Space Jam: A New Legacy Review – A Buncha Looney Tics

Space Jam: A New Legacy is exactly what it looks like. Nobody thought it looked like a well-written movie, or anything more than an expensive, gaudy distraction to keep the kids’ attention for two hours, right? But it’s hard, and futile, to get angry at a movie for being the thing it proclaims. The entire message of the movie — the same message as every lazily written kids movie — is “be yourself.” At that, the film succeeds. At least it doesn’t resort to gross-out or bathroom humor in its bag of pandering tricks. Unless bad cartoon teeth count as a gross-out.

Ironically, or so one might think, the film’s villain is a self-aware algorithm that wants to maximize Warner Bros’ media footprint by digitally inserting LeBron James into all of the company’s IP. The movie, in effect, is that, but unlike the master control program played by Don Cheadle, never even becomes self-aware enough to make that a key joke. And unlike in the movie, LeBron James clearly didn’t reject it as a bad idea.

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All of which is a set-up to zap James, Tron-style, inside the Warner Bros. servers, in which a universe that looks exactly like the Oasis from Ready Player One exists. And naturally, he will have to play basketball with the Looney Tunes characters to save the day. The title “Cyberspace Jam” was right there, but the movie’s not even witty enough for that.

It takes altogether too long to get James into the computer universe, but like the first Space Jam, the sequel feels the need for a pointless flashback and a career montage, presumably for the benefit of overseas audiences unfamiliar with LeBron James or basketball. Then the relationship between LeBron and his fictional youngest son Dom (Cedric Joe) takes time to set up. All of which could have been handled in quick flashback or throwaway lines later. But an algorithm probably wrote this movie too.

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On the plus side, this spiritual, indirect sequel to Space Jam comes across less annoying than its predecessor. That one, lest we forget, was explicitly based on Nike commercials. Maybe it’s because James offers a more modest, self-deprecating performance than Michael Jordan. Or maybe it’s that expensive feature film animation looks much better in 2021 than 1996. In any case, the animators are this film’s real heroes. The story may falter, but fun things to look at abound, and rebound. A montage of Looney Tunes characters in other movies is a standout sequence, particularly in one comic book movie that looks like a literal comic book.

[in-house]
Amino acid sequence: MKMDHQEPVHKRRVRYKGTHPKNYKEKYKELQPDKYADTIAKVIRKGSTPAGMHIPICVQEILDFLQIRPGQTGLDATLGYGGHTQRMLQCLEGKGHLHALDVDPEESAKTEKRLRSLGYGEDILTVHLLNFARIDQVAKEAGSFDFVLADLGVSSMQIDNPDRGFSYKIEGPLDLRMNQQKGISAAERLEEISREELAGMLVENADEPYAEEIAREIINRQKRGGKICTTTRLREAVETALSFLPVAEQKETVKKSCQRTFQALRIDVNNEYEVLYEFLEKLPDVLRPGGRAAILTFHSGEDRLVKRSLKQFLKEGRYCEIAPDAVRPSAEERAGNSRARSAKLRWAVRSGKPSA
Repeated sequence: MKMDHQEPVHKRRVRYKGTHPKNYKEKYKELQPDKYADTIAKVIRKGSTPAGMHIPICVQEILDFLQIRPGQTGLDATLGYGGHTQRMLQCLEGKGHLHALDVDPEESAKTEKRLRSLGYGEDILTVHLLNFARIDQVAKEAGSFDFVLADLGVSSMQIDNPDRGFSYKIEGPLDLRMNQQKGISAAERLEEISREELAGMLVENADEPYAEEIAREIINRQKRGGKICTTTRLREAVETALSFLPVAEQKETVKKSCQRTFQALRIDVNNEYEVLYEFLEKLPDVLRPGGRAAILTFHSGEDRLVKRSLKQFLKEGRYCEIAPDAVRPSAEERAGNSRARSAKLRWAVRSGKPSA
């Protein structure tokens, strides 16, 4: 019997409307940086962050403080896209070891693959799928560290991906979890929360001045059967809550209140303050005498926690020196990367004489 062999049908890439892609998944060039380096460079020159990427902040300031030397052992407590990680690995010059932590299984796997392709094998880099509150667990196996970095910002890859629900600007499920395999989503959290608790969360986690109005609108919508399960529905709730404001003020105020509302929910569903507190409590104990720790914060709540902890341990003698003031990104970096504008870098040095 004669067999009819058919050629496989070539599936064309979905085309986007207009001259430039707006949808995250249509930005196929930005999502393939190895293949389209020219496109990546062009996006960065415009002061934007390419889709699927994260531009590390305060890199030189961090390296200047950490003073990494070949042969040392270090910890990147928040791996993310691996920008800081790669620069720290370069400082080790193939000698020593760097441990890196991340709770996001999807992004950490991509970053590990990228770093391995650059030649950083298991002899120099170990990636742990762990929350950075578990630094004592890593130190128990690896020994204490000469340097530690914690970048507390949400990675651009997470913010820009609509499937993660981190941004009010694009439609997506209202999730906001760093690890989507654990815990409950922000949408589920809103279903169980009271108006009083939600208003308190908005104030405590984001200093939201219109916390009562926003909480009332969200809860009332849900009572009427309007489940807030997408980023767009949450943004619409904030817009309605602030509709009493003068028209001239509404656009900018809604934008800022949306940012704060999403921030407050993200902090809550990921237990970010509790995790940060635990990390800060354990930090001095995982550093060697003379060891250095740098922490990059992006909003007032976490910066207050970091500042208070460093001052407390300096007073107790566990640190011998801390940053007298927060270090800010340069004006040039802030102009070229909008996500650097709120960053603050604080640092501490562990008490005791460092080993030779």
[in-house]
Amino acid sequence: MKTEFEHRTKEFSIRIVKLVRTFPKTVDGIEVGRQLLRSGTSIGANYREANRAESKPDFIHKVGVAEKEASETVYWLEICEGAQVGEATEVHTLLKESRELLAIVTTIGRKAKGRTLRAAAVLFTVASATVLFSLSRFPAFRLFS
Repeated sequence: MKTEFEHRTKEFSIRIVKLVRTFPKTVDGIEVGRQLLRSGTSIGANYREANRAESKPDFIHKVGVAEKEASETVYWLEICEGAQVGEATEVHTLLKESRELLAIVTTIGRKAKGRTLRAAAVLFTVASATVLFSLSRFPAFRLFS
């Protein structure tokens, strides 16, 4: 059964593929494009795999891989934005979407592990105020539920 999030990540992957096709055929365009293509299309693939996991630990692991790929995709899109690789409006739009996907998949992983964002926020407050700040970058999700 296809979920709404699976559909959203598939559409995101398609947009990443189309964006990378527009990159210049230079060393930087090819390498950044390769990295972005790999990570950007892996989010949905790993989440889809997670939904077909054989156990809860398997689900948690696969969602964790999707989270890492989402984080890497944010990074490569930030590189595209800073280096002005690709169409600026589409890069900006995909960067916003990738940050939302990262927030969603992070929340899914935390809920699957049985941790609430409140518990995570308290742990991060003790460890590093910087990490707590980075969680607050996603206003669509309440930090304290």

Interspersed between expensive, CG recreations of Hanna Barbera characters and the like, we also see crowds of extras essentially clad in Spirit Halloween costumes of other famous characters. It’s one thing to blink and miss a cheap White Walker mask, but quite another to give camera time to a Batman and Robin Mr. Freeze mugging like Arnold Schwarzenegger while very clearly not being him.

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In both Ready Player One and The LEGO Movie, Warner Bros. won acclaim from fans and critics alike for the clever way the stories integrate characters and iconography from other properties. However, Space Jam: A New Legacy proves that the third time isn’t always the charm. What audiences actually liked about those movies and mash-ups was the storytelling. It’s not enough to just say, “Look at that thing you know!” And in a movie that’s strictly likely to appeal to kids, who exactly is a Training Day joke for?

Don Cheadle makes the most of his moments. The veteran actor adds layers to, and implies backstory for a villain who doesn’t seem written to have either. As for the other name actors and athletes who make cameos, we can only hope they got well-paid. Lola Bunny takes center stage among the Tunes, either because of her partly creepy cult fanbase, or the fact that she’s voiced here by Zendaya. It’s a nice touch and a fun reversal that she and Granny, as the only women on their team, are also depicted as the only legitimate cartoon athletes. If they wind up inspiring a new generation of girls to get good at sports, Space Jam: A New Legacy may have a real-life happy ending after all.

For everyone else, consider Teen Titans Go! To the Movies instead. It has the same kind of IP-hopping by pop culture icons, only it’s witty and fun as well.

Grade: 2.5/5

Space Jam: A New Legacy premieres in theaters and on HBO Max July 16th.

Recommended Viewing: Teen Titans Go! To the Movies (Blu-ray)

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